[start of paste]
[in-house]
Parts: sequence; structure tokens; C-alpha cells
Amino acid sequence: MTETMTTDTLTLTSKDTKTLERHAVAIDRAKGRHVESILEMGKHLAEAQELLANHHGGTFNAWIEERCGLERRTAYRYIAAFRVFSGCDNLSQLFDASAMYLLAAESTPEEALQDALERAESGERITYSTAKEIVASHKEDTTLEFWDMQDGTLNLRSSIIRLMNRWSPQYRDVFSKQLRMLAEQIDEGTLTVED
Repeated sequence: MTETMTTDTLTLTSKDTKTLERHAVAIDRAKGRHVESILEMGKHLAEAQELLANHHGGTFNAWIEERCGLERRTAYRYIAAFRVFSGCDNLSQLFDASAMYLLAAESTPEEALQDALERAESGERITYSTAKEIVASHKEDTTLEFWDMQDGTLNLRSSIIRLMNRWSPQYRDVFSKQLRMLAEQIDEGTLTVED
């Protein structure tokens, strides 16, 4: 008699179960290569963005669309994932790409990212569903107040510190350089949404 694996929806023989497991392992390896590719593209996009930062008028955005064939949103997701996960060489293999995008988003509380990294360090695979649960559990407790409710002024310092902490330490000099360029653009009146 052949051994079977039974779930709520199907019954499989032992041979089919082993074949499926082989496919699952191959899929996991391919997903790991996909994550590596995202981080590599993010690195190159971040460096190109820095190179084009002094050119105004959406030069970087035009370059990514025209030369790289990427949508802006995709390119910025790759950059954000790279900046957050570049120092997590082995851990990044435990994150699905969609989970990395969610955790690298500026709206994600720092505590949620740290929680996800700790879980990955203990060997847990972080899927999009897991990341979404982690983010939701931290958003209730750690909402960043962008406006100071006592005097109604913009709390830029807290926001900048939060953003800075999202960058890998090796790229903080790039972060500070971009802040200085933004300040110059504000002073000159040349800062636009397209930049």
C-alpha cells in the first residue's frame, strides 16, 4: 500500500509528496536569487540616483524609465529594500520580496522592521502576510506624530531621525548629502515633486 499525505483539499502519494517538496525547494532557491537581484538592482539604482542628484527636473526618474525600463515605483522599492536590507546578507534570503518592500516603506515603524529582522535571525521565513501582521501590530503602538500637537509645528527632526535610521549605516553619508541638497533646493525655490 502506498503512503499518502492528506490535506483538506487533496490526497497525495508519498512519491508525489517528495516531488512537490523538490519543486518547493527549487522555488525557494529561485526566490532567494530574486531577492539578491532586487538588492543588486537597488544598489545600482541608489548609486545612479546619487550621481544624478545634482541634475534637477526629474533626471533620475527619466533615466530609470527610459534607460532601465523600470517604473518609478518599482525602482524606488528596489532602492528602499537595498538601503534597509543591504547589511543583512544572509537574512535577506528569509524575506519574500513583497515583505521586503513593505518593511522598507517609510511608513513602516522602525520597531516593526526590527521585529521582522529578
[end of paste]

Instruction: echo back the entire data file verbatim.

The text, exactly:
[in-house]
Parts: sequence; structure tokens; C-alpha cells
Amino acid sequence: MTETMTTDTLTLTSKDTKTLERHAVAIDRAKGRHVESILEMGKHLAEAQELLANHHGGTFNAWIEERCGLERRTAYRYIAAFRVFSGCDNLSQLFDASAMYLLAAESTPEEALQDALERAESGERITYSTAKEIVASHKEDTTLEFWDMQDGTLNLRSSIIRLMNRWSPQYRDVFSKQLRMLAEQIDEGTLTVED
Repeated sequence: MTETMTTDTLTLTSKDTKTLERHAVAIDRAKGRHVESILEMGKHLAEAQELLANHHGGTFNAWIEERCGLERRTAYRYIAAFRVFSGCDNLSQLFDASAMYLLAAESTPEEALQDALERAESGERITYSTAKEIVASHKEDTTLEFWDMQDGTLNLRSSIIRLMNRWSPQYRDVFSKQLRMLAEQIDEGTLTVED
């Protein structure tokens, strides 16, 4: 008699179960290569963005669309994932790409990212569903107040510190350089949404 694996929806023989497991392992390896590719593209996009930062008028955005064939949103997701996960060489293999995008988003509380990294360090695979649960559990407790409710002024310092902490330490000099360029653009009146 052949051994079977039974779930709520199907019954499989032992041979089919082993074949499926082989496919699952191959899929996991391919997903790991996909994550590596995202981080590599993010690195190159971040460096190109820095190179084009002094050119105004959406030069970087035009370059990514025209030369790289990427949508802006995709390119910025790759950059954000790279900046957050570049120092997590082995851990990044435990994150699905969609989970990395969610955790690298500026709206994600720092505590949620740290929680996800700790879980990955203990060997847990972080899927999009897991990341979404982690983010939701931290958003209730750690909402960043962008406006100071006592005097109604913009709390830029807290926001900048939060953003800075999202960058890998090796790229903080790039972060500070971009802040200085933004300040110059504000002073000159040349800062636009397209930049």
C-alpha cells in the first residue's frame, strides 16, 4: 500500500509528496536569487540616483524609465529594500520580496522592521502576510506624530531621525548629502515633486 499525505483539499502519494517538496525547494532557491537581484538592482539604482542628484527636473526618474525600463515605483522599492536590507546578507534570503518592500516603506515603524529582522535571525521565513501582521501590530503602538500637537509645528527632526535610521549605516553619508541638497533646493525655490 502506498503512503499518502492528506490535506483538506487533496490526497497525495508519498512519491508525489517528495516531488512537490523538490519543486518547493527549487522555488525557494529561485526566490532567494530574486531577492539578491532586487538588492543588486537597488544598489545600482541608489548609486545612479546619487550621481544624478545634482541634475534637477526629474533626471533620475527619466533615466530609470527610459534607460532601465523600470517604473518609478518599482525602482524606488528596489532602492528602499537595498538601503534597509543591504547589511543583512544572509537574512535577506528569509524575506519574500513583497515583505521586503513593505518593511522598507517609510511608513513602516522602525520597531516593526526590527521585529521582522529578